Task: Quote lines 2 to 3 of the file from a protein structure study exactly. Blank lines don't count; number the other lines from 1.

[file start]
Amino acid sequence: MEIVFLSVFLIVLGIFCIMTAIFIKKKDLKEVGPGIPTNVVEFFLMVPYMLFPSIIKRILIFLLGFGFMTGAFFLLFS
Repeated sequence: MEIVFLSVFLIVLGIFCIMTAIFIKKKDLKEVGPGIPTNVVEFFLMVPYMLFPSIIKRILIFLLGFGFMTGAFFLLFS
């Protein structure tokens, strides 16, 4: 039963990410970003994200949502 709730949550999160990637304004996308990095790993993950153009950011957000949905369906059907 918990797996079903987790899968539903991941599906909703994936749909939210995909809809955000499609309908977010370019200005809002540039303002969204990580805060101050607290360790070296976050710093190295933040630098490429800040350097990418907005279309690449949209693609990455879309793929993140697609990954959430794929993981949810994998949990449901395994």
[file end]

Repeated sequence: MEIVFLSVFLIVLGIFCIMTAIFIKKKDLKEVGPGIPTNVVEFFLMVPYMLFPSIIKRILIFLLGFGFMTGAFFLLFS
């Protein structure tokens, strides 16, 4: 039963990410970003994200949502 709730949550999160990637304004996308990095790993993950153009950011957000949905369906059907 918990797996079903987790899968539903991941599906909703994936749909939210995909809809955000499609309908977010370019200005809002540039303002969204990580805060101050607290360790070296976050710093190295933040630098490429800040350097990418907005279309690449949209693609990455879309793929993140697609990954959430794929993981949810994998949990449901395994």